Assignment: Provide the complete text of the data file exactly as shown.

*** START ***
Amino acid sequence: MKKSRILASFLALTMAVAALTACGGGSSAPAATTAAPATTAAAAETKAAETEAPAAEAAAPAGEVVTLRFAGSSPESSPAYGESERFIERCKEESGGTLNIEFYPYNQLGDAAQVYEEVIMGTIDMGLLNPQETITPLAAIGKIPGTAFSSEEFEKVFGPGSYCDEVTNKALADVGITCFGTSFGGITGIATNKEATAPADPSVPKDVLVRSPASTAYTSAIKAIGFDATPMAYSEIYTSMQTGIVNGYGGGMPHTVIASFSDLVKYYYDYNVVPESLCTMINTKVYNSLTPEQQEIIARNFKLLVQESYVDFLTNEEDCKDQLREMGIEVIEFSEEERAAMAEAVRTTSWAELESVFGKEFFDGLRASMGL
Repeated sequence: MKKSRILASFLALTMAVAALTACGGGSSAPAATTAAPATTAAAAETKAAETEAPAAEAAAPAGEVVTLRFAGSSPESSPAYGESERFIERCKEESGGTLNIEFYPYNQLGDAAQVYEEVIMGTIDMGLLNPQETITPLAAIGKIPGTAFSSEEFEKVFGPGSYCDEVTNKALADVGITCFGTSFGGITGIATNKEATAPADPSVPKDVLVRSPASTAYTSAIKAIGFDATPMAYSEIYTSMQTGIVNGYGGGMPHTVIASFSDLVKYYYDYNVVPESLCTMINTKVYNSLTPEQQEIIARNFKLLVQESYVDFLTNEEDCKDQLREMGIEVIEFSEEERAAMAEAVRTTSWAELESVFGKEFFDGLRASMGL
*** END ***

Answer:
Amino acid sequence: MKKSRILASFLALTMAVAALTACGGGSSAPAATTAAPATTAAAAETKAAETEAPAAEAAAPAGEVVTLRFAGSSPESSPAYGESERFIERCKEESGGTLNIEFYPYNQLGDAAQVYEEVIMGTIDMGLLNPQETITPLAAIGKIPGTAFSSEEFEKVFGPGSYCDEVTNKALADVGITCFGTSFGGITGIATNKEATAPADPSVPKDVLVRSPASTAYTSAIKAIGFDATPMAYSEIYTSMQTGIVNGYGGGMPHTVIASFSDLVKYYYDYNVVPESLCTMINTKVYNSLTPEQQEIIARNFKLLVQESYVDFLTNEEDCKDQLREMGIEVIEFSEEERAAMAEAVRTTSWAELESVFGKEFFDGLRASMGL
Repeated sequence: MKKSRILASFLALTMAVAALTACGGGSSAPAATTAAPATTAAAAETKAAETEAPAAEAAAPAGEVVTLRFAGSSPESSPAYGESERFIERCKEESGGTLNIEFYPYNQLGDAAQVYEEVIMGTIDMGLLNPQETITPLAAIGKIPGTAFSSEEFEKVFGPGSYCDEVTNKALADVGITCFGTSFGGITGIATNKEATAPADPSVPKDVLVRSPASTAYTSAIKAIGFDATPMAYSEIYTSMQTGIVNGYGGGMPHTVIASFSDLVKYYYDYNVVPESLCTMINTKVYNSLTPEQQEIIARNFKLLVQESYVDFLTNEEDCKDQLREMGIEVIEFSEEERAAMAEAVRTTSWAELESVFGKEFFDGLRASMGL